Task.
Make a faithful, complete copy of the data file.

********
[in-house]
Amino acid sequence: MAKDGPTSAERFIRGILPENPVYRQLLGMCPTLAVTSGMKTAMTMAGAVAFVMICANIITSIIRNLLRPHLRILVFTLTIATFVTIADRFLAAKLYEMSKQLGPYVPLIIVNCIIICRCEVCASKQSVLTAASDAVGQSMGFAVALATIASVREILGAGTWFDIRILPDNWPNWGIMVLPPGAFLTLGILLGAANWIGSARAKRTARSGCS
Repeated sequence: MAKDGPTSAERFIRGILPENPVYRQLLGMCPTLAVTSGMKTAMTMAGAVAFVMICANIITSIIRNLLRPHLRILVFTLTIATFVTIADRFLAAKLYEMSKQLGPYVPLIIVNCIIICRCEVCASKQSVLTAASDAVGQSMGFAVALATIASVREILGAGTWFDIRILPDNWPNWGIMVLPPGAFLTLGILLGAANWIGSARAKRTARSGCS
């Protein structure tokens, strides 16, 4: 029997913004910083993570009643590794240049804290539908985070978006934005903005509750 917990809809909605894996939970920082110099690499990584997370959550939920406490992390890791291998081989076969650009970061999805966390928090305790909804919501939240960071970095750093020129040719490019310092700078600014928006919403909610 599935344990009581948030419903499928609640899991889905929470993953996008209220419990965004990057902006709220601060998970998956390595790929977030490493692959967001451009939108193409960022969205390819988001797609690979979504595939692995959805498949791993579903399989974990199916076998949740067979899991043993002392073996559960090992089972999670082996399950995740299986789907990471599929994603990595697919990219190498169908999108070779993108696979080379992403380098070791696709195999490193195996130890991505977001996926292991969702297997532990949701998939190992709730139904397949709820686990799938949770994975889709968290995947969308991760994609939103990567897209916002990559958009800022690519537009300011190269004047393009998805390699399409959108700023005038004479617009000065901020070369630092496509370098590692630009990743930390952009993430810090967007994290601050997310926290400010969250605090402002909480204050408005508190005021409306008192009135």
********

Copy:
[in-house]
Amino acid sequence: MAKDGPTSAERFIRGILPENPVYRQLLGMCPTLAVTSGMKTAMTMAGAVAFVMICANIITSIIRNLLRPHLRILVFTLTIATFVTIADRFLAAKLYEMSKQLGPYVPLIIVNCIIICRCEVCASKQSVLTAASDAVGQSMGFAVALATIASVREILGAGTWFDIRILPDNWPNWGIMVLPPGAFLTLGILLGAANWIGSARAKRTARSGCS
Repeated sequence: MAKDGPTSAERFIRGILPENPVYRQLLGMCPTLAVTSGMKTAMTMAGAVAFVMICANIITSIIRNLLRPHLRILVFTLTIATFVTIADRFLAAKLYEMSKQLGPYVPLIIVNCIIICRCEVCASKQSVLTAASDAVGQSMGFAVALATIASVREILGAGTWFDIRILPDNWPNWGIMVLPPGAFLTLGILLGAANWIGSARAKRTARSGCS
């Protein structure tokens, strides 16, 4: 029997913004910083993570009643590794240049804290539908985070978006934005903005509750 917990809809909605894996939970920082110099690499990584997370959550939920406490992390890791291998081989076969650009970061999805966390928090305790909804919501939240960071970095750093020129040719490019310092700078600014928006919403909610 599935344990009581948030419903499928609640899991889905929470993953996008209220419990965004990057902006709220601060998970998956390595790929977030490493692959967001451009939108193409960022969205390819988001797609690979979504595939692995959805498949791993579903399989974990199916076998949740067979899991043993002392073996559960090992089972999670082996399950995740299986789907990471599929994603990595697919990219190498169908999108070779993108696979080379992403380098070791696709195999490193195996130890991505977001996926292991969702297997532990949701998939190992709730139904397949709820686990799938949770994975889709968290995947969308991760994609939103990567897209916002990559958009800022690519537009300011190269004047393009998805390699399409959108700023005038004479617009000065901020070369630092496509370098590692630009990743930390952009993430810090967007994290601050997310926290400010969250605090402002909480204050408005508190005021409306008192009135």